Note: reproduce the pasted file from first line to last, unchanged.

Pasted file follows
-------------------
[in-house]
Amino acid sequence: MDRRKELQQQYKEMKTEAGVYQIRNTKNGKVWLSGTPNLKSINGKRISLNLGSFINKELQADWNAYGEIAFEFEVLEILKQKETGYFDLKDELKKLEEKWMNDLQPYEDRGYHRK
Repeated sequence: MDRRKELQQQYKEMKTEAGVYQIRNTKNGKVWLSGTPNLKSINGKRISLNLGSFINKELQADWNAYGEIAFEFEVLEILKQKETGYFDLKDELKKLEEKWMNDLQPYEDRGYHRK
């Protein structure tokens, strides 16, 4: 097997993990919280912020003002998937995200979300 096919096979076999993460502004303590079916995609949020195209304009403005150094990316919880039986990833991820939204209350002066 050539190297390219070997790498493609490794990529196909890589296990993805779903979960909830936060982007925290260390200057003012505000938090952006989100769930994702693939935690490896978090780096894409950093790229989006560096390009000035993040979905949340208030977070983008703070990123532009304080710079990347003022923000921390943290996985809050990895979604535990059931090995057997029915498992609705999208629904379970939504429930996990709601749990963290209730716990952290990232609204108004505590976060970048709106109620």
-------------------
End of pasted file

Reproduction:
[in-house]
Amino acid sequence: MDRRKELQQQYKEMKTEAGVYQIRNTKNGKVWLSGTPNLKSINGKRISLNLGSFINKELQADWNAYGEIAFEFEVLEILKQKETGYFDLKDELKKLEEKWMNDLQPYEDRGYHRK
Repeated sequence: MDRRKELQQQYKEMKTEAGVYQIRNTKNGKVWLSGTPNLKSINGKRISLNLGSFINKELQADWNAYGEIAFEFEVLEILKQKETGYFDLKDELKKLEEKWMNDLQPYEDRGYHRK
């Protein structure tokens, strides 16, 4: 097997993990919280912020003002998937995200979300 096919096979076999993460502004303590079916995609949020195209304009403005150094990316919880039986990833991820939204209350002066 050539190297390219070997790498493609490794990529196909890589296990993805779903979960909830936060982007925290260390200057003012505000938090952006989100769930994702693939935690490896978090780096894409950093790229989006560096390009000035993040979905949340208030977070983008703070990123532009304080710079990347003022923000921390943290996985809050990895979604535990059931090995057997029915498992609705999208629904379970939504429930996990709601749990963290209730716990952290990232609204108004505590976060970048709106109620």